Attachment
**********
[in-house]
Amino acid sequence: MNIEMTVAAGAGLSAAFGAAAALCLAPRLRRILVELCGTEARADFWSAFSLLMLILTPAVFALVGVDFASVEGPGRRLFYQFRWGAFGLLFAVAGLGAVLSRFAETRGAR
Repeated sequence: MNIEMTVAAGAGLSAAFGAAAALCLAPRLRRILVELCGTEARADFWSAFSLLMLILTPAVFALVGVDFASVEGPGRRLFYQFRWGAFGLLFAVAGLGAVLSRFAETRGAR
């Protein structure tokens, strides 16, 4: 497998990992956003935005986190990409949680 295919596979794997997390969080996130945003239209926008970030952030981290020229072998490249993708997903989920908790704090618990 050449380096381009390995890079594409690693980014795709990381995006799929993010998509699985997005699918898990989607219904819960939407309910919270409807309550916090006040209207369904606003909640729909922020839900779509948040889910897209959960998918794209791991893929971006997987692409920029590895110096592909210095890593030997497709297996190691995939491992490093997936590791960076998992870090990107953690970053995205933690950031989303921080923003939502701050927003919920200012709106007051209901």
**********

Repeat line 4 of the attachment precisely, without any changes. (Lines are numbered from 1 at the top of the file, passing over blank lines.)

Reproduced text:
């Protein structure tokens, strides 16, 4: 497998990992956003935005986190990409949680 295919596979794997997390969080996130945003239209926008970030952030981290020229072998490249993708997903989920908790704090618990 050449380096381009390995890079594409690693980014795709990381995006799929993010998509699985997005699918898990989607219904819960939407309910919270409807309550916090006040209207369904606003909640729909922020839900779509948040889910897209959960998918794209791991893929971006997987692409920029590895110096592909210095890593030997497709297996190691995939491992490093997936590791960076998992870090990107953690970053995205933690950031989303921080923003939502701050927003919920200012709106007051209901």